Claire Paris’ has in interdisciplinary background that combines a B.S. in Biochemistry and Mathematics at the University of Bordeaux, with a Master in Marine Biology at RSMAS and a PhD in Coastal Oceanography at SUNY Stony Brook. Her early work on the transport dynamics of tropical larvae set the groundwork that led to establish an unprecedented outlook on larval migration and marine population connectivity. Paris joined the RSMAS faculty in 2009 where she focuses on the physical-biological interactions control on small planktonic organisms and their role in the resilience of marine ecosystems to stressors such as overexploitation and climate change.
With more than 100 peer-reviewed publications, her contribution to our Oceans is internationally recognized. Paris has participated in more than 20 oceanographic missions and expeditions over the world, including the Great Barrier Reefs, the Caribbean, the Red Sea, French Polynesia, the Mediterranean, and Norwegian fjords.

Awards and Leadership Positions

Paris is the recipient of the American Geophysical Unions Ocean Sciences 2018 Rachel Carson Lecture. Paris is Present-Elect of the Early Life History Section of the American Fishery Society (AFS) and is Associate Editor of Frontiers Journal of Marine Sciences. She also served in the South Atlantic Climate Variability and Fisheries Writing Team for the development of Fishery Ecosystem Plan. She led a Partner University Fund on the US side, a program funded by the French Embassy that promotes academic and research exchange between RSMAS and the UPMC in Paris and helps retain the top students in the School’s academic program.
Paris pioneered the concept of Lagrangian behavioral chambers to detect the navigation of planktonic organisms in response to environmental cues. She started a production of trademarked Drifting In situ Chamber (DISC) instruments, that are distributed to overseas laboratories for plankton research. She also released an open-source stochastic Lagrangian modeling application, the Connectivity Modeling System (CMS), broadly used to track plankton, oil spills, and other pollutants from micro-plastics to large marine debris.

Research

Scientific Research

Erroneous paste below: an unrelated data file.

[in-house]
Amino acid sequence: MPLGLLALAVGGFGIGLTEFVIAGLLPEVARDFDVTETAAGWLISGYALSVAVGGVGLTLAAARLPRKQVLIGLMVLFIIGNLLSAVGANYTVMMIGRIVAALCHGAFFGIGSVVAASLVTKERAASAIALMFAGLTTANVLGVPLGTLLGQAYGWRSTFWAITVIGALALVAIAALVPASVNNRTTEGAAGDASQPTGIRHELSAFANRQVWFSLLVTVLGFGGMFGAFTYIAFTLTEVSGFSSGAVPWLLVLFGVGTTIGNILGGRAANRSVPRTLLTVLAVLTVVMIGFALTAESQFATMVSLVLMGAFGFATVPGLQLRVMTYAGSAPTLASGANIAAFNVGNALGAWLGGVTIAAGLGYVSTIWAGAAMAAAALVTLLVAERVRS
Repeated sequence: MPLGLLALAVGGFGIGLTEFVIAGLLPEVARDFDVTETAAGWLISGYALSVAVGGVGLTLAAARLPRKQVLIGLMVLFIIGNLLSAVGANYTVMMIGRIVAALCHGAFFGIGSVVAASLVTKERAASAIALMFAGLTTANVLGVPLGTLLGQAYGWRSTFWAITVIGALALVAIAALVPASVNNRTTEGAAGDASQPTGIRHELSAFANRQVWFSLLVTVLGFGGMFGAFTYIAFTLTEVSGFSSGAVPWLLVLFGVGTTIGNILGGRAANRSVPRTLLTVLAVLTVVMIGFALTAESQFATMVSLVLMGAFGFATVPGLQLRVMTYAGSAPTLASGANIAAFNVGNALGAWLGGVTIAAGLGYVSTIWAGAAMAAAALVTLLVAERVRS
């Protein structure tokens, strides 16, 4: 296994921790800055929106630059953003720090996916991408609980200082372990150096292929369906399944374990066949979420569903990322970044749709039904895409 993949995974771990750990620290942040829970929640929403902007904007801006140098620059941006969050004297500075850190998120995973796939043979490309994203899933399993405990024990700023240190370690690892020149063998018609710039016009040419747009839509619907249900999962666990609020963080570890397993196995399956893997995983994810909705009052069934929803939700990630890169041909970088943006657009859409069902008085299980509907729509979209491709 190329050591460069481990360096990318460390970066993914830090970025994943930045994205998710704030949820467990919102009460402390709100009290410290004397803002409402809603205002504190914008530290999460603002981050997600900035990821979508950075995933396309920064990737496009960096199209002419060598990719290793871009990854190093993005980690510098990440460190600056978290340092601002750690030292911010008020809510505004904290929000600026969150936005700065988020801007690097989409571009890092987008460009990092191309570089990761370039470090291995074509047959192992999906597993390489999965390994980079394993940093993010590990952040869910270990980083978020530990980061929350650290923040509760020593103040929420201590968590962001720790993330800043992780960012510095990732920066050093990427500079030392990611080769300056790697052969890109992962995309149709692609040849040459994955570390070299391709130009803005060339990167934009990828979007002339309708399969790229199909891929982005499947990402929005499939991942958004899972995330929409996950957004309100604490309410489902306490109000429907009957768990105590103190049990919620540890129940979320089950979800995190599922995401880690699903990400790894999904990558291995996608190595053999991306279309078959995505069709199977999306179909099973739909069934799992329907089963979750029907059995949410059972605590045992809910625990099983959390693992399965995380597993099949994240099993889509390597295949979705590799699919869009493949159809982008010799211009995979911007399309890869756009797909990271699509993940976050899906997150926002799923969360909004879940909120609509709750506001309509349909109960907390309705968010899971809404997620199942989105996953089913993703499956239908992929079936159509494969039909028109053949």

Paris’ research is a wide-ranging program designed to understand dispersion at sea and quantify transport, mixing and connectivity. Her research involves the continuous development of complementary numerical modeling and empirical tools to improve our predictive abilities of dispersion. Significant applications of this research are the optimization of MPA networks, the control of the spread of invasive species and plastic pollution, first response to oil spills, and the assessment of the impact of climate change on marine ecosystems. Paris has developed numerical and empirical tools for her laboratory’s research, both used worldwide: the Connectivity Modeling System (CMS), an OSS application that virtually tracks biotic and abiotic particles in the ocean, and the Drifting In Situ Chamber (DISC) used in the field to track the movement behavior of marine organisms' larvae and detect the signals they use to orient and navigate.


Service at UM and for the Wider Scientific Community

Claire Paris’ work cuts across disciplines and promotes collaboration across departments and among institutions. In addition, her continuous development of numerical modeling and empirical tools draws interest from the private sector. Her vision for the Physical-Biological Interaction track in Ocean Sciences will prepare highly competitive students with solid biophysical expertise and quantitative skills for careers in all sectors. Finally, Paris’s goal is to promote scientific freediving nationwide with the Rosenstiel School as a frontrunner.